This month Chris finally received notification of a long-awaited appointment at Kings College Hospital in London. Because of his continuing debilitating diabetic hypos, Chris had requested an upgrade to his insulin pump, and this was not available locally. Not daring to trust the trains, we decided to stay overnight the evening before, which just happened to be February 14th when rooms were particularly expensive.
And so it was that Chris and I found ourselves pulling a small wheeled suitcase from Peckham Rye station through the ethnically diverse shopping area, as we headed for our budget hotel. There was sadly no time to explore the interesting markets, but on another occasion we would like to do so. Finding the Peckham Road was easy, but we struggled to locate the hotel. In the end, we asked advice in the modern library, and were directed towards Camberwell.
The Best Western Peckham was situated about five minutes walk from the centre of Peckham, close to the Camberwell College of Art. At only £69 for a double room including breakfast, we were not expecting luxury. The hotel was housed in a converted Victorian building with bizarrely themed rooms, based on the TV programme ‘Only Fools and Horses'. A Reliant Robin was positioned like a statue at the front of the hotel.
The steps to the entrance were steep, but we later noticed a ramp at the rear of the hotel for use by people with mobility difficulties.
The reception area itself was impressive with extremely helpful staff and a well designed glass fronted lift.
We were in room 116 on the lower ground floor. When we entered our room, we realised why our accommodation was so inexpensive. The conversion had crammed as many bedrooms as possible into the building. This meant that our bedroom was so narrow that the double bed was pushed against a wall with no room for a bedside cabinet on one side. I had to climb onto the bed to reach up and close the curtains in the tall basement windows. I would not recommend this room for anyone elderly or with any physical disability.
That said, the bed was large and comfortable with quality pillows and bedding, and the room was immaculately clean. There was an adequate en suite shower and toilet with medium sized towels. The TV service on the flat screen TV was good. The air conditioning was very efficient, albeit somewhat noisy. WiFi was free and fast.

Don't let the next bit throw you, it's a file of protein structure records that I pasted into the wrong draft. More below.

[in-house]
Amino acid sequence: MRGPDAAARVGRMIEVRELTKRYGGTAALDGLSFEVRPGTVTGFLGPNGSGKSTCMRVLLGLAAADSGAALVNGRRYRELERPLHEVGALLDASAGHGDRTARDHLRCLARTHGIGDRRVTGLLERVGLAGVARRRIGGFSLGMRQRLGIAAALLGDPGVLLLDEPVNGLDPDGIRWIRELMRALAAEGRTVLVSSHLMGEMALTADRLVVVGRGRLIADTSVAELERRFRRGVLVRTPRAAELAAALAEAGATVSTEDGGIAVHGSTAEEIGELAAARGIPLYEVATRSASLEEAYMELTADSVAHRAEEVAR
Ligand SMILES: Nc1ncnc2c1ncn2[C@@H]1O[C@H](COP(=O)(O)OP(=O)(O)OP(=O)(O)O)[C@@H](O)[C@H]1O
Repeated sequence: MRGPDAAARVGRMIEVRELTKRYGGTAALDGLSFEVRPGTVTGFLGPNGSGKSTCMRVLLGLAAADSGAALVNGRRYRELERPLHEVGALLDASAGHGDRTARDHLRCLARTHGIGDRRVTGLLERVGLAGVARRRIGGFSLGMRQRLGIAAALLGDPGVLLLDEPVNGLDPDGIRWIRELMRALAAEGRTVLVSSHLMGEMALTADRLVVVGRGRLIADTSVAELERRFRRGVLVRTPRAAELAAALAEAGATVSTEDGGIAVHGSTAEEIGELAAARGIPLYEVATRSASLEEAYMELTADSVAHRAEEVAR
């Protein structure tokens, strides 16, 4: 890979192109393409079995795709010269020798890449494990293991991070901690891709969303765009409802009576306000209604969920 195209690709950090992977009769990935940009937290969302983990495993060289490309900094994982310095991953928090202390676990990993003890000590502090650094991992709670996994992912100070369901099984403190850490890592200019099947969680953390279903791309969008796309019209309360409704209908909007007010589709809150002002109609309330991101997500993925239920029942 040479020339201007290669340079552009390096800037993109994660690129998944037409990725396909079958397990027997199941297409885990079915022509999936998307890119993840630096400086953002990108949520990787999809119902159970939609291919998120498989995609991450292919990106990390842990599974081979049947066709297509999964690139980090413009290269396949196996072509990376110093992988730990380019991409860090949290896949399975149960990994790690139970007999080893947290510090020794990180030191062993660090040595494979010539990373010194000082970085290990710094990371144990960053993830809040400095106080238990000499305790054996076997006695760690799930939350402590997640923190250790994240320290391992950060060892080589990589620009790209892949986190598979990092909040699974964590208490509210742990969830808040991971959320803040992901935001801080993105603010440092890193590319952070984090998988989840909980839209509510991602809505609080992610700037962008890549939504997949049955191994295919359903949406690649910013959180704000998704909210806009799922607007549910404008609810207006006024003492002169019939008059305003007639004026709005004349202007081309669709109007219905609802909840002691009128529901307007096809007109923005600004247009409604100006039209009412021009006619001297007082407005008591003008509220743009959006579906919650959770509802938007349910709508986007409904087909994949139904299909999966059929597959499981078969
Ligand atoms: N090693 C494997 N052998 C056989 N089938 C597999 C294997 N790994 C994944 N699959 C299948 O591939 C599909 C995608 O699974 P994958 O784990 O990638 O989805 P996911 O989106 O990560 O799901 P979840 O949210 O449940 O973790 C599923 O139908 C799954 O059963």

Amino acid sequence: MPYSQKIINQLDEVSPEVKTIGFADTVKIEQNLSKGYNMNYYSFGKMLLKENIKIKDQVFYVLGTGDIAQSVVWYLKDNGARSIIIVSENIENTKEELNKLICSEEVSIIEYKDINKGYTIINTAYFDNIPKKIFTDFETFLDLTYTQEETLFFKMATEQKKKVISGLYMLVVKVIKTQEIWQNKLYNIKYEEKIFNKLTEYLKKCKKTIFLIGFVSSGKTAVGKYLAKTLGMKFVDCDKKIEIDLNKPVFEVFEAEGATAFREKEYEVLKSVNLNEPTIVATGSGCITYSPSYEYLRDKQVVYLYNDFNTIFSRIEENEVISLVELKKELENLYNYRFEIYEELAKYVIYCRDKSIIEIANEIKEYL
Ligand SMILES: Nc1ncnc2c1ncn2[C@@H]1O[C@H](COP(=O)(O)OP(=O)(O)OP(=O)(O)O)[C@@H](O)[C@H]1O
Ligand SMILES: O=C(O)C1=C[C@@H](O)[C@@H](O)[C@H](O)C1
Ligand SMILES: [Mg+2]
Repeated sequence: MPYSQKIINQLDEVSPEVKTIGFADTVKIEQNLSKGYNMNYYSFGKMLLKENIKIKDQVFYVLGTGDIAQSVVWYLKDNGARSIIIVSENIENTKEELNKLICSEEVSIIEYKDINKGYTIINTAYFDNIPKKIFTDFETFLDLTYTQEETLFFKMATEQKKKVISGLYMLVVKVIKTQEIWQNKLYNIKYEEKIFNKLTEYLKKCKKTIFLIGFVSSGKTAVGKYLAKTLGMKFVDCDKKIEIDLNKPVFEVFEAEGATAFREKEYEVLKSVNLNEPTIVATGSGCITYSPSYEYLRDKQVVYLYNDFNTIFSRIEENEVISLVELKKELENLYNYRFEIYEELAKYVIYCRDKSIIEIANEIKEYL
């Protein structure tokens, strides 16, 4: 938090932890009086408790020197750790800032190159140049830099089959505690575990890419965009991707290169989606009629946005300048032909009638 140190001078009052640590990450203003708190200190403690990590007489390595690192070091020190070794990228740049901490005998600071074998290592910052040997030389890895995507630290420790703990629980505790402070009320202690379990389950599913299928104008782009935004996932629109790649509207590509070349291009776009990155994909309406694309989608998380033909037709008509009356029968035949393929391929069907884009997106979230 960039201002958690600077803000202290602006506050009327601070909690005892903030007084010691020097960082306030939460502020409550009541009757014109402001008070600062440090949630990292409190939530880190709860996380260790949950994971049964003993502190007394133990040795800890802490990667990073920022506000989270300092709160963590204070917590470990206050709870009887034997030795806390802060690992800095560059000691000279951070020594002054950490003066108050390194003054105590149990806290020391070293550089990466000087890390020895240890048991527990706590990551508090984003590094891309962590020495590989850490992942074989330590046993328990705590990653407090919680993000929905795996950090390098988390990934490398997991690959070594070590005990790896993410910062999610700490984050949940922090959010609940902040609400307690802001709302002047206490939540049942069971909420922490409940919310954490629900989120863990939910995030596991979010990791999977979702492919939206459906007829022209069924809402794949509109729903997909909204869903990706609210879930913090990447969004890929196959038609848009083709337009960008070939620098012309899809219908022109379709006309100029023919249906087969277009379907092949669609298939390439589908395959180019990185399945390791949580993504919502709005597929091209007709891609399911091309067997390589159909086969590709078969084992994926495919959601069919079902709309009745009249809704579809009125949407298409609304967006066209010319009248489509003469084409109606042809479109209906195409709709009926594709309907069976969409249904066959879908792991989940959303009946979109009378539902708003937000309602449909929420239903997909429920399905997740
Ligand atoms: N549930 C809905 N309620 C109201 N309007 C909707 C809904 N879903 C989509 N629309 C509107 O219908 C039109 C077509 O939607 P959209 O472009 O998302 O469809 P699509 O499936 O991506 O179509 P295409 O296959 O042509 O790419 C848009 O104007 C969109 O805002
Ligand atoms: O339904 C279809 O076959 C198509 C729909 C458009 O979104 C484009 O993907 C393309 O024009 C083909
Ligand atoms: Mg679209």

While we were staying, the hotel was not serving evening meals, though a restaurant was planned. This left us with the option of ordering a takeaway, grabbing some fast food in Peckham, or strolling to nearby Camberwell to explore the greater variety of eateries. However, we then discovered a hidden gem of a restaurant three doors away from the hotel. This licensed eatery, without name, served delicious inexpensive made to order pizzas and garlic bread.
The entire client base seemed to consist of young university and art students.......and us! I suspected that our appearance within such company was unusual, but the students were more than happy to chat to us as we sat amongst them eating at the long and rustic wooden tables.
The following day we went for breakfast in the hotel basement. We had to remind the young lady on the door, that our continental breakfast was included in room rate, but otherwise all ran smoothly. The venue was pleasant with a good variety of breads, cereals and fruit, and an unlimited supply of coffee.
The taxi ride to the hospital cost £10. This blog is not intended to focus on hospitals, but I just want to add that we were so impressed with the positive attitude and efficiency of the medical staff at Kings. Chris and I both felt that he was genuinely listened to, and plans for his new sensor pump were swiftly put in place.
So our journey to Peckham proved to be both interesting and worthwhile.